Start With Limits
If you want to achieve something, start with parameters that set the scope and size of your plan. For example, if you chose five key goals of your organisation for the next year, you could break each goal into no more than five strategies you need to implement to achieve the five goals. Your plan would therefore be limited to five goals and 25 strategies. One of the reasons planning fails is that everything becomes a goal and there are dozens of supporting strategies. Nobody gets around to implementing any of the strategies.
Choose Spectacular Goals
By this I mean don’t write about your core functions because you are already doing those. Plan ways in which you can increase or improve the core functions. If yours is a service focused organisation providing welfare, for example, why would you need
a goal that said, “Provide a timely service to clients?” Isn’t that what you do now? If your service isn’t timely, find out why and focus on the reasons.
Each year you should choose areas of your business that need improvement or perhaps, new areas that will arise. Focus on those so that you see incremental improvements. When you have improved something one year, move on to something else next
In the example above, think about how you could provide a more timely service to your customers. It might be a computer system problem. Say for example you can’t provide a timely service because your computer system can’t process the work fast enough. Your new goal could be: “Upgrade the computer system to speed up delivery of client payments” That’s better than a nebulous statement about providing a timely service.
Use Concise Action Language
Goals and their strategies need to be achievable and measurable. That means that the language you choose needs to reflect that. When you write your plan, keep that in mind. If you owned an aircondtioning company in a regional city of 500,000 people and set yourself a goal of being “The best airconditioning company” in big city, you’d have to ask how you will achieve that and measure it. There would be numerous competitors … how would you know when you were better than them? And what does being better mean? Rather, choose something more concrete.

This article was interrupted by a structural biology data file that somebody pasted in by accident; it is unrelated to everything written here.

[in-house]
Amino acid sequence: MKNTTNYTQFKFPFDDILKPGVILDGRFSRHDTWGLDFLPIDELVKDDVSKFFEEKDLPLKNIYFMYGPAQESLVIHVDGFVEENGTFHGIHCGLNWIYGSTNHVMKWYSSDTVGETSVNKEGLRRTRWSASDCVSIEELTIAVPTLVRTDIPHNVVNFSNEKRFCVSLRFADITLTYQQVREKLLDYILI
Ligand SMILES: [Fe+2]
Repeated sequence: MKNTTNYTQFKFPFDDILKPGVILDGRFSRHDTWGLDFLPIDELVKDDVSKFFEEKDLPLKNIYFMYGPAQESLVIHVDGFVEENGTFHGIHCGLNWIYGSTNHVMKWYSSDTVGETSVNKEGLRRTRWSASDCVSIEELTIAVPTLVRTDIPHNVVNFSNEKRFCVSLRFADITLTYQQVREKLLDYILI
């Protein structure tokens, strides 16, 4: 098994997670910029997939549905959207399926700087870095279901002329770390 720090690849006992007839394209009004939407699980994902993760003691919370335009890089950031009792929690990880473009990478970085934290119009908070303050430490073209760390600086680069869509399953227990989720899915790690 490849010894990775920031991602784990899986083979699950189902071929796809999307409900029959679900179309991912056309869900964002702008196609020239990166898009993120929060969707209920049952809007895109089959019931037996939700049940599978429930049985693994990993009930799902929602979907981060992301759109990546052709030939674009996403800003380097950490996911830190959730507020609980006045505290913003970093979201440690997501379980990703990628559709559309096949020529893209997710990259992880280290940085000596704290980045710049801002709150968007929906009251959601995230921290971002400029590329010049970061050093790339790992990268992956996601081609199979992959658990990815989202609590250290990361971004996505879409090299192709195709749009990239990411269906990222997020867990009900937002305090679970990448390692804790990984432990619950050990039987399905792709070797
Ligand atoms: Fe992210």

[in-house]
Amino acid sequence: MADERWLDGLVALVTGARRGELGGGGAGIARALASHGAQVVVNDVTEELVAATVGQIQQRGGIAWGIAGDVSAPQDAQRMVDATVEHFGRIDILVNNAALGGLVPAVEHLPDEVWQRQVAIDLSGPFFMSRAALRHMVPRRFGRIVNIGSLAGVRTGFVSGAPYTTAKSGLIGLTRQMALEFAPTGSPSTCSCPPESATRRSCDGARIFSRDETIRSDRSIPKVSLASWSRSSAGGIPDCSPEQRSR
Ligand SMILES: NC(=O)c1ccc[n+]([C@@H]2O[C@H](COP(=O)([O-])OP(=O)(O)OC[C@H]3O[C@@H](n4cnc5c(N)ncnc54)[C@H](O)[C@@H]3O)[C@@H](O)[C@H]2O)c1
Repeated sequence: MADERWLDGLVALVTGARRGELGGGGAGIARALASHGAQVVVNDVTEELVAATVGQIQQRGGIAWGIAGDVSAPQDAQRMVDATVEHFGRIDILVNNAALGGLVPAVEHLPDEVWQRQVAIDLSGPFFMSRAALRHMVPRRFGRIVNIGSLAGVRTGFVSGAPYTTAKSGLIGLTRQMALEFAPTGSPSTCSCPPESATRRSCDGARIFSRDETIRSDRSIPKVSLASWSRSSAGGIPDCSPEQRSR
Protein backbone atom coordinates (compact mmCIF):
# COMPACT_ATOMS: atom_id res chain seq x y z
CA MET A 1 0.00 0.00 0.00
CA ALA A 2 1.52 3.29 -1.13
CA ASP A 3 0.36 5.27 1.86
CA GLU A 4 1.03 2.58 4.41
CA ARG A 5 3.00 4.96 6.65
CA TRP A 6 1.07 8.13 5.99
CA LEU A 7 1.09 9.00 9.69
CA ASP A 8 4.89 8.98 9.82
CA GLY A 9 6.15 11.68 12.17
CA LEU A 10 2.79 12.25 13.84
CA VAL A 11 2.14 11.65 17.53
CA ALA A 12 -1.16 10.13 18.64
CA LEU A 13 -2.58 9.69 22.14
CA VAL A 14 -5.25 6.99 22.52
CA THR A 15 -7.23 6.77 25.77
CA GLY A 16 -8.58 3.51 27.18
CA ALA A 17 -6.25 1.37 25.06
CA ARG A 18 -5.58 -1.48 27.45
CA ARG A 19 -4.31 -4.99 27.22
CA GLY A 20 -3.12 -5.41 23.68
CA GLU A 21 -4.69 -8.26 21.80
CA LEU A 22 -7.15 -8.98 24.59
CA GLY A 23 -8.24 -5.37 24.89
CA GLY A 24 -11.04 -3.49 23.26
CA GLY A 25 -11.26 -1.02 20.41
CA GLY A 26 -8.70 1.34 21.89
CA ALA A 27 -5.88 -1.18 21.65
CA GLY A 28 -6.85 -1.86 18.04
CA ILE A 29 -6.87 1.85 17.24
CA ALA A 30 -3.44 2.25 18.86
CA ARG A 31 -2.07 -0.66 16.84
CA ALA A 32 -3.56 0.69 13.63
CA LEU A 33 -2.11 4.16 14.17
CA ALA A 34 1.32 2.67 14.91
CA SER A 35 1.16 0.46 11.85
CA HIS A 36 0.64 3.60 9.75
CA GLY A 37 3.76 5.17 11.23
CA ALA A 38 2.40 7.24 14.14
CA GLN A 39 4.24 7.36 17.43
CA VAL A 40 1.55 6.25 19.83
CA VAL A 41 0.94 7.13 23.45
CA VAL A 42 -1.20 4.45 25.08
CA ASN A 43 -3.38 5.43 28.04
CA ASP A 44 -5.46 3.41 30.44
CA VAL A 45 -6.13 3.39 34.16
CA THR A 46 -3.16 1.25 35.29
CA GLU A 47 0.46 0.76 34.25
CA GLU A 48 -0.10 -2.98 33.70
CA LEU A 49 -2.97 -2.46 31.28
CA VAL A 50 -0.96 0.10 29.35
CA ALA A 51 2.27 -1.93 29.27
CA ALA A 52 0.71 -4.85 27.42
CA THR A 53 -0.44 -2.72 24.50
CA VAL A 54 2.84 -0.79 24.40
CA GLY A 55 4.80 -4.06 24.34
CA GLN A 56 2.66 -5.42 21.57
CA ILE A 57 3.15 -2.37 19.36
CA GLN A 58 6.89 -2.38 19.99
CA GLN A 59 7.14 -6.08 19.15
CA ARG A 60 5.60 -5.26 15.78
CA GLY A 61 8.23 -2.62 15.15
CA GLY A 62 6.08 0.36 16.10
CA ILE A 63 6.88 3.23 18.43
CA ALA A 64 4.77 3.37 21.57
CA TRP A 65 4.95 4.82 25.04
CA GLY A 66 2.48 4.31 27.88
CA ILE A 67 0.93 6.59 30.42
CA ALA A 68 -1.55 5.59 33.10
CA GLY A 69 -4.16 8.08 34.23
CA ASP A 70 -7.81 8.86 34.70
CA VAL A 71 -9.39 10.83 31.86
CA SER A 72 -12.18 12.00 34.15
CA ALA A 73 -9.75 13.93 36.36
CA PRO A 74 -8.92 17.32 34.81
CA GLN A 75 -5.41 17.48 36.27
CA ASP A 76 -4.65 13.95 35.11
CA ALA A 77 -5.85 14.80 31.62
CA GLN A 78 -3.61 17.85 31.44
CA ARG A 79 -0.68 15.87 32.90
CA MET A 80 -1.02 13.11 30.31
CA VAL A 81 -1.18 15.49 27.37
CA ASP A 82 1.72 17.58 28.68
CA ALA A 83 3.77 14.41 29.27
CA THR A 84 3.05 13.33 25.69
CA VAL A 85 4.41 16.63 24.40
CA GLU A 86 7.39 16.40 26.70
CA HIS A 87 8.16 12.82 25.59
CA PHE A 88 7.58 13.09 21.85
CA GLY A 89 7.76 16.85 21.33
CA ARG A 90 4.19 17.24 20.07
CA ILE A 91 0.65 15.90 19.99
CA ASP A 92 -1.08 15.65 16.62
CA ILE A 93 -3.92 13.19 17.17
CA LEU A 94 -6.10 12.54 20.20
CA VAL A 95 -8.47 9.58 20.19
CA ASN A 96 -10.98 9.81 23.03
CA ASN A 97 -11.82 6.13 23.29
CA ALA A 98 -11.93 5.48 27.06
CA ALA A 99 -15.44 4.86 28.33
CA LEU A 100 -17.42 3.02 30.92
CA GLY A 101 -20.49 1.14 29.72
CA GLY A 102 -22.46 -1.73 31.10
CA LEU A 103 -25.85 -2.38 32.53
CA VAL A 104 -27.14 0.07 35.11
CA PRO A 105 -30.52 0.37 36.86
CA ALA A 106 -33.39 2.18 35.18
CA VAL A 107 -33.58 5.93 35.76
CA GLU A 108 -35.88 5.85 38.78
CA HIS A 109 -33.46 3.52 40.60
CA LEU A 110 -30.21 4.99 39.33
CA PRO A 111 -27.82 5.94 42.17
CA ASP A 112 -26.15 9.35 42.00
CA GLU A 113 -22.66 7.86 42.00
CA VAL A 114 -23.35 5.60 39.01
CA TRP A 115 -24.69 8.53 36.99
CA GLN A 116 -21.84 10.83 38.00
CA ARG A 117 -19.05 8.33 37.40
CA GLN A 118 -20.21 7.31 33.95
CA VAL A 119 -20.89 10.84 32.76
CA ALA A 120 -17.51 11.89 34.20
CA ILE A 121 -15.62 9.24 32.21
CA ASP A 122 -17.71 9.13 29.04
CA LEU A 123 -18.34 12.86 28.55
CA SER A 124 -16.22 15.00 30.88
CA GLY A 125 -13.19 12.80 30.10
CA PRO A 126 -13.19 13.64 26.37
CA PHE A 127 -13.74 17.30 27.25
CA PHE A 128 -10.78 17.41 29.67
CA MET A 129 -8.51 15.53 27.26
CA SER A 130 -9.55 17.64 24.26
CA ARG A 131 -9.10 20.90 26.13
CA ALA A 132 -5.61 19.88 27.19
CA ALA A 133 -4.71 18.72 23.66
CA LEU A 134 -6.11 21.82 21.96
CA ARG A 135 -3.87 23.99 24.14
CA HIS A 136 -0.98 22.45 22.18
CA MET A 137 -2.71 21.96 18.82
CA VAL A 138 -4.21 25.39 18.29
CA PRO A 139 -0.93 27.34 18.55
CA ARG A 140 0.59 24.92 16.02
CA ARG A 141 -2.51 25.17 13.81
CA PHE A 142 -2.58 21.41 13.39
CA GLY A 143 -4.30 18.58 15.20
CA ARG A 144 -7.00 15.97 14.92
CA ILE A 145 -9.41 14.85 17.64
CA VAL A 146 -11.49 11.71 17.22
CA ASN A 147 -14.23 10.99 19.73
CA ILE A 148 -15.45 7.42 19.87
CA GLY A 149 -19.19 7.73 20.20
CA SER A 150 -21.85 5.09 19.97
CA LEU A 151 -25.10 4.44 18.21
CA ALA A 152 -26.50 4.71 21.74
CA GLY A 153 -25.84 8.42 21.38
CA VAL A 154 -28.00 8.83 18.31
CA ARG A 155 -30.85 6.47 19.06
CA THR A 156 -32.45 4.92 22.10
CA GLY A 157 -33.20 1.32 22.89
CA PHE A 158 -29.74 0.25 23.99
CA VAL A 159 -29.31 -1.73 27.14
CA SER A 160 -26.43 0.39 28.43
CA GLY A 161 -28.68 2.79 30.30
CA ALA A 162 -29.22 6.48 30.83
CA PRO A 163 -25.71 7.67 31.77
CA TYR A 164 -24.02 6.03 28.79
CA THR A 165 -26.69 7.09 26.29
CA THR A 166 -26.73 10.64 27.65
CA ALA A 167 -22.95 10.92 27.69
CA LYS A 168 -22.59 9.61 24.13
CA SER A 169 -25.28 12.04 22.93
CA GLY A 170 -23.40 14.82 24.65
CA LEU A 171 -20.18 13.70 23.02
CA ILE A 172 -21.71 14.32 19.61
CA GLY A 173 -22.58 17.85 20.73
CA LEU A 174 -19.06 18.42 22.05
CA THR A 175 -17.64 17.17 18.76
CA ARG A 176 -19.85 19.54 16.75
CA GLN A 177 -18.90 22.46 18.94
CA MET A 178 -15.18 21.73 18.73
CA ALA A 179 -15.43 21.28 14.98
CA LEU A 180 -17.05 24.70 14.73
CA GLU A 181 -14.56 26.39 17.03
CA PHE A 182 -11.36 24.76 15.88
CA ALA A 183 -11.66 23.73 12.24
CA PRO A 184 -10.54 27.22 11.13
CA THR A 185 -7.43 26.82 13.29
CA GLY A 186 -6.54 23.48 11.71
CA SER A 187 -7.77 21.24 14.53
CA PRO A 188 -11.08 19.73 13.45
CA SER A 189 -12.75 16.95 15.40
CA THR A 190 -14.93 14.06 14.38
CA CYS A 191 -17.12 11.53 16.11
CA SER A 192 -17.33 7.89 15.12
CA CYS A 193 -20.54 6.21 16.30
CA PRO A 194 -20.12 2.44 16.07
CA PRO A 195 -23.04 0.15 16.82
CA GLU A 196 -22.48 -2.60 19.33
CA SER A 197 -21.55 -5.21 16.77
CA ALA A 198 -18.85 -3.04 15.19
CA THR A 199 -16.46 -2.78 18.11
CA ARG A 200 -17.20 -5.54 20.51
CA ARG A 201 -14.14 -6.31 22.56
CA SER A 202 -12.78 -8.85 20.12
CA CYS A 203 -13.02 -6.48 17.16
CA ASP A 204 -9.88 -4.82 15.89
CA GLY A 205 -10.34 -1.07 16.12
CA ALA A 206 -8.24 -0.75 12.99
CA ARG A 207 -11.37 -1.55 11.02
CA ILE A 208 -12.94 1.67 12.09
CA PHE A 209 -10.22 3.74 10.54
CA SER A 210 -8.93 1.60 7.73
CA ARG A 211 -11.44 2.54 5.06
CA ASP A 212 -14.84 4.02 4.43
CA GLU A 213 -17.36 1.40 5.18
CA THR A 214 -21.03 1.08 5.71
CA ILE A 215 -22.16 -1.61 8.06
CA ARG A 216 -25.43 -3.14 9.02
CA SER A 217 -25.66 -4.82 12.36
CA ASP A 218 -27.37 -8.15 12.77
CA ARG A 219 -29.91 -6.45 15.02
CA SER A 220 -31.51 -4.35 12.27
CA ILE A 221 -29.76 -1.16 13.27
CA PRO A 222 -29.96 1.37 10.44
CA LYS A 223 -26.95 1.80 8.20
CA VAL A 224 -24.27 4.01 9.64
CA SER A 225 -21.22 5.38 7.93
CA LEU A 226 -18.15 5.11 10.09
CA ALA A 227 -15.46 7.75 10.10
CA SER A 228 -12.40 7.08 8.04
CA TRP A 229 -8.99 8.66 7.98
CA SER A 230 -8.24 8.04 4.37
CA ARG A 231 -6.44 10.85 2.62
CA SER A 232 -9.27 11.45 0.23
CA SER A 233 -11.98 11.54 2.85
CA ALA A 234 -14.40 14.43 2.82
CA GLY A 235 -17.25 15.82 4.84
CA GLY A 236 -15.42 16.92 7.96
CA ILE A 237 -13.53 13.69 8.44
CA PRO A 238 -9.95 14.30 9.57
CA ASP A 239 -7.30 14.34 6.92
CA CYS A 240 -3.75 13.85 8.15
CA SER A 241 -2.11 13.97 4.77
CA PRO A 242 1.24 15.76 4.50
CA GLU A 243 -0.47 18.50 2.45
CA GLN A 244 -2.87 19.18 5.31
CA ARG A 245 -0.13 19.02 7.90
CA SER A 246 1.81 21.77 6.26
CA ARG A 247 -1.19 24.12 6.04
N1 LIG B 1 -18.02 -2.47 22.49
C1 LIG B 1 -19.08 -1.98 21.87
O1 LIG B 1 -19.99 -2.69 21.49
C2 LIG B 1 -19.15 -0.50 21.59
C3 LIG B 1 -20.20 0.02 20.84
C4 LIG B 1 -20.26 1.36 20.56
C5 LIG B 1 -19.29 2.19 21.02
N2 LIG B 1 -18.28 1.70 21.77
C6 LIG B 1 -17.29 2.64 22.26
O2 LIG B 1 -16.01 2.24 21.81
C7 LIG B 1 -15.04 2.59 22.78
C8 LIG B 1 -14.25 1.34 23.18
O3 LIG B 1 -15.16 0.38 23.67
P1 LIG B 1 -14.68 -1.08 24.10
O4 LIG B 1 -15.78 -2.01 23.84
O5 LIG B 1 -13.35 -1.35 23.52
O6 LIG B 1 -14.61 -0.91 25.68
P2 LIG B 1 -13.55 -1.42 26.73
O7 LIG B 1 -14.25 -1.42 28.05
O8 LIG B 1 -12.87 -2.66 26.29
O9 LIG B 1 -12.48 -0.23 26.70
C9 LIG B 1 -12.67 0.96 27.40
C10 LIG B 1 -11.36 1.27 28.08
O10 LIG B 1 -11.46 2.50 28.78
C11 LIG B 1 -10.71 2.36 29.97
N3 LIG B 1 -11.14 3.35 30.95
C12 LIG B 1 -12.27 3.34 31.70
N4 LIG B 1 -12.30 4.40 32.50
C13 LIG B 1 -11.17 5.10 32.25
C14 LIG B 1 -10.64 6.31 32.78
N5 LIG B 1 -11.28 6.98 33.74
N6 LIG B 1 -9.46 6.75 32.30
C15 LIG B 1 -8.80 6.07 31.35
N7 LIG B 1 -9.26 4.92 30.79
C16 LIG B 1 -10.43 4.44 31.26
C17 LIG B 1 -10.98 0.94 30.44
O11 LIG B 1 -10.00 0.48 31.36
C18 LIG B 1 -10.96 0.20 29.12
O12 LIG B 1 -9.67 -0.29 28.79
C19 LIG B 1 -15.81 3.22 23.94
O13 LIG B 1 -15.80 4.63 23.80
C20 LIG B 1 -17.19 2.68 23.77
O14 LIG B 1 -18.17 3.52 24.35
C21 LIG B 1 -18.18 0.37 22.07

Focus on how much business or refrigeration units you are selling, or the number of customer complants or the amount of
rework you have to do and you will be on a winner.
Make the Planning Document an Appendix
Plans are usually laid out with a goal written across the top of a page, then tables with headings such as: Strategies (What
we have to do to achieve this goal), How We Will Do It (How we will implement the strategies), When We Will Do It, and Who is
If you need to include additional information about the organisation, the planning process or something else, make the actual plan an Appendix. That way, the plan can be used, changed and monitored without worrying about all the material. Each year
you can update your plan and, if necessary, the preripheral information can stay as is.
Finally, Use the Plan
How many times have you spent two or three days at a planning meeting only to find that when you have produced your plan, it
goes to the Head Office and that’s the last you see or hear of it until the next planning cycle?
If you write a plan, make it a good one and make it central to what you are doing in your firm. Make people responsible for
achieving specific outcomes and include this responsibility in their performance agreement or contract. Make it a topic on
your monthly management meetings and monitor progress. At the end of the planning cycle, highlight how well the firm has
achieved its objectives and plan for the next period.
Planning is an essential management tool which, if used intelligently, can make a difference to the bottom line of most
Copyright 2006 Robin Henry | First published May 2006
Robin Henry is an educator, human resources specialist and Internet entrepreneur. He helps home-based businesses and individuals improve performance by applying smart technology and processes and developing personally. He runs his business Desert Wave Enterprises from his home base at Alice Springs in Central Australia, although at present he is on temporary assignment in the United Arab Emirates.